REVIEW: Black Sabbath – Forbidden (1995)

BLACK SABBATH – Forbidden (1995, bonus track)

Once upon a time Black Sabbath were the most vital metal band around, but not in 1995.  The 80’s and early 90’s were much rougher, with a rotating lineup of singers, drummers, and bass players. Only original member Tony Iommi and longtime keyboardist Geoff Nicholls weathered the storm consistently.

Bill Ward and Geezer Butler were both playing in Black Sabbath again in late 1994, but by 1995 both had bailed (for the umpteenth time) again.  That left Iommi with Nicholls and singer Tony Martin not knowing what was going to happen next.  There were rumours in the press that Ice T (yes, Ice T) would be soon joining Sabbath.

That didn’t happen (thank God!) and the lineup here is nothing but pure heavy metal pedigree.  It is also a reunion of the 1989-1991 Tyr band.  Neil Murray and Cozy Powell were back on bass and drums.  This would be Murray’s second and Powell’s third Sabbath album.  Murray and Powell, of course, also did time together in Whitesnake, forming a rock solid rhythm section that only great chemistry can produce.

So what happened? What went wrong? Why does Forbidden suck so bad?

The reasons are threefold. One, the album was rushed out amid much confusion within the band. Rumours of Ozzy’s return abounded and Martin didn’t know if he was in or out. Morale sucked.  Second, the record company insisted on a more “current” sound. Thus, the album was produced by Body Count’s Ernie C, and I guess that is the connection to Ice T, who guest raps on the opening track.   Third, I think the album was recorded in roughly a week and doesn’t really sound finished.  Rather, it sounds like a demo sonically and song-wise, with all the filler songs that don’t normally make it to a released album.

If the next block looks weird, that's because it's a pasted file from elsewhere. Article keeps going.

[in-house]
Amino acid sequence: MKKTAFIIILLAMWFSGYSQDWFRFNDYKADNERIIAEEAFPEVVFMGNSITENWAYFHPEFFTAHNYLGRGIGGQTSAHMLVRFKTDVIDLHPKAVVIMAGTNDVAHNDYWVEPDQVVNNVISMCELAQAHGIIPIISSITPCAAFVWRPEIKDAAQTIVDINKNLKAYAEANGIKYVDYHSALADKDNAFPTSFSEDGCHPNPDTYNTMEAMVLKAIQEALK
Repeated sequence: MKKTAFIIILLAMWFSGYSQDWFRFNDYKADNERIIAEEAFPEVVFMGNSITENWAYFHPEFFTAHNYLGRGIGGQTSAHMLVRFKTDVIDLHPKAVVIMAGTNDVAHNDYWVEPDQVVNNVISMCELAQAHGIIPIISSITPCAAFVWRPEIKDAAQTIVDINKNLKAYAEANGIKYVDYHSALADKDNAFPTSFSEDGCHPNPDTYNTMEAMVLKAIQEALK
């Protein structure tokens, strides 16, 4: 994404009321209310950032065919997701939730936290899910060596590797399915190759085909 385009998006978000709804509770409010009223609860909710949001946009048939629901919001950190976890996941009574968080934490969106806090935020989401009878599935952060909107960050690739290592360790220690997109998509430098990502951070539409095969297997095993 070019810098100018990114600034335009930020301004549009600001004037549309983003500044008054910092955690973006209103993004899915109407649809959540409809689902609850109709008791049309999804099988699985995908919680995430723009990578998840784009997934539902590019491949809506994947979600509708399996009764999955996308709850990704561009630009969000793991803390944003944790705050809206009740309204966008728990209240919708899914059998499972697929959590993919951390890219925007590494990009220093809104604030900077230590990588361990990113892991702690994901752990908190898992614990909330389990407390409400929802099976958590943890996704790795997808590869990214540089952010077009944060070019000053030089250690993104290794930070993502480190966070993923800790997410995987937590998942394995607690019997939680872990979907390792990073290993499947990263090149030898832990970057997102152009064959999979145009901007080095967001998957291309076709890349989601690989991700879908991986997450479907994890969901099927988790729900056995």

Powell, normally a thunderous drummer, is reduced here to a dry hollow whollop thanks to Ernie C’s crummy production.  It’s too bad because Cozy is playing some serious awesome drums that you can’t hear properly.  The entire album suffers, the vocals sound raw and rushed, and the songs smack of second rate tunage.  Granted, everybody knows that Iommi has bags and bags of tapes full of riffs, and some of these riffs are great. However, a riff cannot make a song, and without decent vocal hooks, this Sabbath album is as flat as they come.

It is truly a shame that Tony Martin had to go out with this as his final Sabbath album, after years of loyalty and being dumped twice! I saw them on this tour, and they were great. Shame they were supporting a terrible album.


“Can’t Get Close Enough” is close indeed to being a great song, but not quite. It has a great mellow intro and then this incredible distorted riff kicks in, but the vocal track is slightly underwhelming.

“Kiss of Death” is the closing epic, and best song on the album. Cozy’s drum rolls are like the thunder of Valhalla by the time you get to the choruses and outro. The song reaks of anger and betrayal. “Nothing you can do will hurt me, I am indestructible,” sings Martin over a slow, powerful riff.  Wonder if he knew the writing was on the wall as far as his tenure in the band went.

And that’s it. “Rusty Angels” and “Forbidden” have great riffs but are otherwise not noteworthy. “I Won’t Cry For You” had potential as a ballad, but is inferior in every way to similar songs like “Feels Good To Me”, for example. This album is so dead, so lifeless, not even the grim reaper on the cover can be bothered to stand up.

I know some critisized the cover of this album as being too cartoony, but once you open it up and get the full picture, it is much better. The reaper is sitting next to a tomb, and out from the tomb are the ghosts of all five Sabbath members, Ice T, Ernie C, and lots of ghouls and goblins, done in MAD Magazine type charicatures. It’s a rare fun cover from a band that usually takes its doomy image far too seriously.

Shame that the album isn’t as fun. In the 15 years (and counting) since I bought it, I can usually count on it as a sleeping aid. It’s just that boring.

1/5 stars

OF NOTE: Japanese version had a bonus track, a short 2 minute song called “Loser Gets It All”. It is, sadly, the best track on the album. The good news is that you can get it on a compilation album called The Sabbath Stones if you can’t find the Japanese version.

Side one
1. “The Illusion of Power”
2. “Get a Grip”
3. “Can’t Get Close Enough”